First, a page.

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The church was icy cold, and he toiled in the cellar, stuffing wood into the flaming maw of the steam-heater, till it was time to ring the bell. As he gave the last stroke, Deacon Bradley approached him. Jehiel, Ive got a little job of repairing I want you should do at my store, he said in the loud, slow speech of a man important in the community. Come to the store to-morrow morning and see about it. He passed on into his pew, which was at the back of the church near a steam radiator, so that he was warm, no matter what the weather was.
Where should he go? He was dazed by the unlimited possibilities before him. To Boston first, as the nearest seaport. He had taken the trip in his mind so many times that he knew the exact minute when the train would cross the state line and he would be really escaped from the net which had bound him all his life. From Boston to Jamaica as the nearest place that was quite, quite different from Vermont. He had no desire to see Europe or England. Life there was too much like what he had known. He wanted to be in a country where nothing should remind him of his past. From Jamaica where? His stiff old fingers painfully traced out a steamship line to the Isthmus and thence to Colombia. He knew nothing about that country. All the better. It would be the more foreign. Only this he knew, that nobody in that tropical country farmed it, and that was where he wanted to go. From Colombia around the Cape to Argentina. He was aghast at the cost, but instantly decided that he would go steerage. There would be more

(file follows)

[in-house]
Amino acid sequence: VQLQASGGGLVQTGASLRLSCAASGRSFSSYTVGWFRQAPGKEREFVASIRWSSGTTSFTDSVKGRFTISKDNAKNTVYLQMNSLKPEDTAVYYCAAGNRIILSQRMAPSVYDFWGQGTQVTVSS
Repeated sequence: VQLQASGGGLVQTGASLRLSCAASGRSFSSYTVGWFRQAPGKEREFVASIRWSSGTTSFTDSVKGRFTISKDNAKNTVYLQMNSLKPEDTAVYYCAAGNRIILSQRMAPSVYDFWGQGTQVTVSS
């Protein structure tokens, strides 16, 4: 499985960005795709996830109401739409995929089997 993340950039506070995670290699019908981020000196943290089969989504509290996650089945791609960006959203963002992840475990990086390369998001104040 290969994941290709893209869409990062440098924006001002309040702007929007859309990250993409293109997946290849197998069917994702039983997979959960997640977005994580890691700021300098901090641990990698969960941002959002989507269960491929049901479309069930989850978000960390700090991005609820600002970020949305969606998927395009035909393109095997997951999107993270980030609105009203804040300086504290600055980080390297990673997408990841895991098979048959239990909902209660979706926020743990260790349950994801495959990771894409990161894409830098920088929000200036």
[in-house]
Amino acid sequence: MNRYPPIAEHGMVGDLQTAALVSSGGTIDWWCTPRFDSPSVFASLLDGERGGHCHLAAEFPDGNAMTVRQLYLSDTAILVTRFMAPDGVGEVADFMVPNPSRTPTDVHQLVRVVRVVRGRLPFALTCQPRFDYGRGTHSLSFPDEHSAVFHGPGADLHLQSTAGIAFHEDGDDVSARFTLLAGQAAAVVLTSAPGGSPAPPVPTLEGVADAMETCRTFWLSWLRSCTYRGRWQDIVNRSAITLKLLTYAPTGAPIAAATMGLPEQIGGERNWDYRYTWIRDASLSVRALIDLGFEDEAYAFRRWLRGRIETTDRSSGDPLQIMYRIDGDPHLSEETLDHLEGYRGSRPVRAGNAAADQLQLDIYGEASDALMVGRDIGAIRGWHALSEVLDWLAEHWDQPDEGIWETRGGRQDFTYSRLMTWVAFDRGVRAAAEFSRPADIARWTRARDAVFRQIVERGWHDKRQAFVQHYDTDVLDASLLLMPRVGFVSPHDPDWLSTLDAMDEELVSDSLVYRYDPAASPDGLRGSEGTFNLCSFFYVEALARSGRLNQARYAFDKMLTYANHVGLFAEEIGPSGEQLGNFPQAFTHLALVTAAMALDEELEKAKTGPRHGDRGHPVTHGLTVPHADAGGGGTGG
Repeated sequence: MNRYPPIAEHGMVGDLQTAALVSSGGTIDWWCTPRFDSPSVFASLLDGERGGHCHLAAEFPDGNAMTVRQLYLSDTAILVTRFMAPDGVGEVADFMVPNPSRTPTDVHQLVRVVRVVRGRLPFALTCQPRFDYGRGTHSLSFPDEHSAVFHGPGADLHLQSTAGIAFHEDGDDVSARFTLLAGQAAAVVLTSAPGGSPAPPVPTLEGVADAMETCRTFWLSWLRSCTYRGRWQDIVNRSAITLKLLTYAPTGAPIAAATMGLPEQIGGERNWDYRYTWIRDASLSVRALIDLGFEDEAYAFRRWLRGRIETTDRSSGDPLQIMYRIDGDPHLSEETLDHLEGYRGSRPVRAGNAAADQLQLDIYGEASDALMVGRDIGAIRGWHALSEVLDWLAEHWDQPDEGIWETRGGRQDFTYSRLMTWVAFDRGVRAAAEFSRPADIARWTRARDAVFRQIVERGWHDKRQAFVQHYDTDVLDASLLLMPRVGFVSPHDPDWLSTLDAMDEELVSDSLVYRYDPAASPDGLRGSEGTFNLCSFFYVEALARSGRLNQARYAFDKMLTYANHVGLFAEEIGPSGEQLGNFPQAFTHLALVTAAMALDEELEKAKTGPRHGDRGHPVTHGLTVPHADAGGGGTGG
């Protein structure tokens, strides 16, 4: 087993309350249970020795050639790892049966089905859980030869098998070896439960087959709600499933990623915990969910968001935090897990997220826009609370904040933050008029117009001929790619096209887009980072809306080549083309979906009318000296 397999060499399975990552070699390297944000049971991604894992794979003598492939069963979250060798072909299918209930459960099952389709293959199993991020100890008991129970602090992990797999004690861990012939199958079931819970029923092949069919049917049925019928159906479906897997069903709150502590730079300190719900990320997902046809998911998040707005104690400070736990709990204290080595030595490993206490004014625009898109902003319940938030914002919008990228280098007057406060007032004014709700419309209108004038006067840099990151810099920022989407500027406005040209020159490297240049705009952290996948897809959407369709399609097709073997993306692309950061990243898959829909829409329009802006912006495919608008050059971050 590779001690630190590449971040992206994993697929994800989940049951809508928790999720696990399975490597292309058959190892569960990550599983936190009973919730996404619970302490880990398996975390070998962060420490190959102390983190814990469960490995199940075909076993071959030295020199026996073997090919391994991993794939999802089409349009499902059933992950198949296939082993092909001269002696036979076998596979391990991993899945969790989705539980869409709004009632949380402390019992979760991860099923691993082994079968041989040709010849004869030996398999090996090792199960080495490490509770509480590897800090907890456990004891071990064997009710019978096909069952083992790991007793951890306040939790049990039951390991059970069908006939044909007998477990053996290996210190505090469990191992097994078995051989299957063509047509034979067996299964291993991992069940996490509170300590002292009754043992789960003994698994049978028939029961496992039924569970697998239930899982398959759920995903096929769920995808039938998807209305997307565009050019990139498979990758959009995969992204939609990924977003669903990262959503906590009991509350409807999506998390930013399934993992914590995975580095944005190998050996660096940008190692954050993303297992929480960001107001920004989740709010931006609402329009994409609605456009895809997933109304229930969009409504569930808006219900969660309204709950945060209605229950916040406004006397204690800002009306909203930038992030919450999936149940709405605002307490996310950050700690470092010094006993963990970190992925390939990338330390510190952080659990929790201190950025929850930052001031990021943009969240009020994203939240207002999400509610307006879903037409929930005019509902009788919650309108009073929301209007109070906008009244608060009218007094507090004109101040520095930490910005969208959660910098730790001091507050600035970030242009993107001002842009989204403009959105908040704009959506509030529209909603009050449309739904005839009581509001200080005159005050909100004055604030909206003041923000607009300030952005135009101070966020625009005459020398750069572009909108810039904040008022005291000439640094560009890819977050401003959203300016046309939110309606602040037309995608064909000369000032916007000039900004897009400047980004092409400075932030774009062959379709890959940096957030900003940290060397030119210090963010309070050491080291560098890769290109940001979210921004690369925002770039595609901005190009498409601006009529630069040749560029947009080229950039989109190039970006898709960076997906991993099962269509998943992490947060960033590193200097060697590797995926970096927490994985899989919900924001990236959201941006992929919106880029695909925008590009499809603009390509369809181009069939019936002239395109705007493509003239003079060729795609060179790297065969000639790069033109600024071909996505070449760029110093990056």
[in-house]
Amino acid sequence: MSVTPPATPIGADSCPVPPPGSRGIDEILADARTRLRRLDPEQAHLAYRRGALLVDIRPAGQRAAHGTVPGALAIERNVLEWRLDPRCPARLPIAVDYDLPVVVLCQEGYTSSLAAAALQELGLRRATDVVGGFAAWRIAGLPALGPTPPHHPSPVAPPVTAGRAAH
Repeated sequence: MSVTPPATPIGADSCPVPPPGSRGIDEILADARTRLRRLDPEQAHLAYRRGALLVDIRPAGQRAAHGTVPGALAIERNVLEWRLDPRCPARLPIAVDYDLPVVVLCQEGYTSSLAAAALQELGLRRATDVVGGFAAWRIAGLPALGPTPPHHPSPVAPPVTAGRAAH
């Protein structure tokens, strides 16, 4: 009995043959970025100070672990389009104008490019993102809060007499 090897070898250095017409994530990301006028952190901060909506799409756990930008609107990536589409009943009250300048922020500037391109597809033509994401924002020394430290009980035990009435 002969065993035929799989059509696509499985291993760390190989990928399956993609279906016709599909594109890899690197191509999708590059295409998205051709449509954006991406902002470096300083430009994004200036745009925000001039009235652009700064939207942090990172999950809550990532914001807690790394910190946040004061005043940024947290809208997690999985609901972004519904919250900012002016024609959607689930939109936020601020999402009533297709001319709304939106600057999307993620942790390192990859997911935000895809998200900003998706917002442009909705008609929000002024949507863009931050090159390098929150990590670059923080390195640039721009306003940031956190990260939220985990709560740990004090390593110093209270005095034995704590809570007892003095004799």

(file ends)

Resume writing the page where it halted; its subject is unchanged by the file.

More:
Yes, I be, said the other harshly, but t aint nothin. Itll pass after a while. Nathaniel, Ive thought of a way you can manage. You know your uncles wife died this last week and that leaves me without any housekeeper. What if your stepmother shd come and take care of me and Ill take care of her. Ive just sold a piece of timber land I never thought to get a cent out of, and thatll ease things up so we can hire help if she aint strong enough to do the work.
The day before he went back to his own home, now so strange to him, he was out with her, searching for some lost turkey-chicks, and found one with its foot caught in a tangle of rusty wire. The little creature had beaten itself almost to death in its struggle to get way. Kneeling in the grass, and feeling the wild palpitations of its heart under his rescuing hand, he had called to his sister, Oh, look! Poor thing! Its most dead, and yet it aint really hurt a mite, only desperate, over bein held fast. His voice broke in a sudden wave of sympathy: Oh, aint it terrible to feel so!